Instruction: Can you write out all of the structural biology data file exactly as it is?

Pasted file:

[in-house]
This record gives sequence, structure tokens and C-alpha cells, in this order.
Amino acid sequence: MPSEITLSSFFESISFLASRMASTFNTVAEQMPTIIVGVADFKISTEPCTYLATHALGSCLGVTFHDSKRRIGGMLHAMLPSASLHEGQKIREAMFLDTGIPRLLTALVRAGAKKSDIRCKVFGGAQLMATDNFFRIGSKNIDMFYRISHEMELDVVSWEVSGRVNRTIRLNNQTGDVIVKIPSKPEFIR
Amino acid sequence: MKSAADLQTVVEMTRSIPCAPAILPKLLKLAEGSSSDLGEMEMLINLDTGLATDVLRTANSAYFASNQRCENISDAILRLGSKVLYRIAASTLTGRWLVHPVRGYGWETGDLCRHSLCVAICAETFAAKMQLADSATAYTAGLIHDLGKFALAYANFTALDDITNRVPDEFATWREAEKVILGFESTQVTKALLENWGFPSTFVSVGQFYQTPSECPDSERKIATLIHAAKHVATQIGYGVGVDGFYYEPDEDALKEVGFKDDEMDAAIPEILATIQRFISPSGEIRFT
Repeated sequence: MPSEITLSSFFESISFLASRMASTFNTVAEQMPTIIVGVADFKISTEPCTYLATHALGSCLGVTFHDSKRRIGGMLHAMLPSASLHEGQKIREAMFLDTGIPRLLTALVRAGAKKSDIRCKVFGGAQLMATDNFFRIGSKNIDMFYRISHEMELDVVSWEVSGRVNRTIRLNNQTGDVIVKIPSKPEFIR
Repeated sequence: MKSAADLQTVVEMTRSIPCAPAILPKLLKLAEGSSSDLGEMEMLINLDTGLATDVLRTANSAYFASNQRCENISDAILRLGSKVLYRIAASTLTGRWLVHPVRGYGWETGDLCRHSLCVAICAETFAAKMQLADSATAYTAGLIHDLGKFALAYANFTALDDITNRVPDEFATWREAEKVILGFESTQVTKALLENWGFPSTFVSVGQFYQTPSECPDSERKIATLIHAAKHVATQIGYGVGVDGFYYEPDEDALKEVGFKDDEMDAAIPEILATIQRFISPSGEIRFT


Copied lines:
[in-house]
This record gives sequence, structure tokens and C-alpha cells, in this order.
Amino acid sequence: MPSEITLSSFFESISFLASRMASTFNTVAEQMPTIIVGVADFKISTEPCTYLATHALGSCLGVTFHDSKRRIGGMLHAMLPSASLHEGQKIREAMFLDTGIPRLLTALVRAGAKKSDIRCKVFGGAQLMATDNFFRIGSKNIDMFYRISHEMELDVVSWEVSGRVNRTIRLNNQTGDVIVKIPSKPEFIR
Amino acid sequence: MKSAADLQTVVEMTRSIPCAPAILPKLLKLAEGSSSDLGEMEMLINLDTGLATDVLRTANSAYFASNQRCENISDAILRLGSKVLYRIAASTLTGRWLVHPVRGYGWETGDLCRHSLCVAICAETFAAKMQLADSATAYTAGLIHDLGKFALAYANFTALDDITNRVPDEFATWREAEKVILGFESTQVTKALLENWGFPSTFVSVGQFYQTPSECPDSERKIATLIHAAKHVATQIGYGVGVDGFYYEPDEDALKEVGFKDDEMDAAIPEILATIQRFISPSGEIRFT
Repeated sequence: MPSEITLSSFFESISFLASRMASTFNTVAEQMPTIIVGVADFKISTEPCTYLATHALGSCLGVTFHDSKRRIGGMLHAMLPSASLHEGQKIREAMFLDTGIPRLLTALVRAGAKKSDIRCKVFGGAQLMATDNFFRIGSKNIDMFYRISHEMELDVVSWEVSGRVNRTIRLNNQTGDVIVKIPSKPEFIR
Repeated sequence: MKSAADLQTVVEMTRSIPCAPAILPKLLKLAEGSSSDLGEMEMLINLDTGLATDVLRTANSAYFASNQRCENISDAILRLGSKVLYRIAASTLTGRWLVHPVRGYGWETGDLCRHSLCVAICAETFAAKMQLADSATAYTAGLIHDLGKFALAYANFTALDDITNRVPDEFATWREAEKVILGFESTQVTKALLENWGFPSTFVSVGQFYQTPSECPDSERKIATLIHAAKHVATQIGYGVGVDGFYYEPDEDALKEVGFKDDEMDAAIPEILATIQRFISPSGEIRFT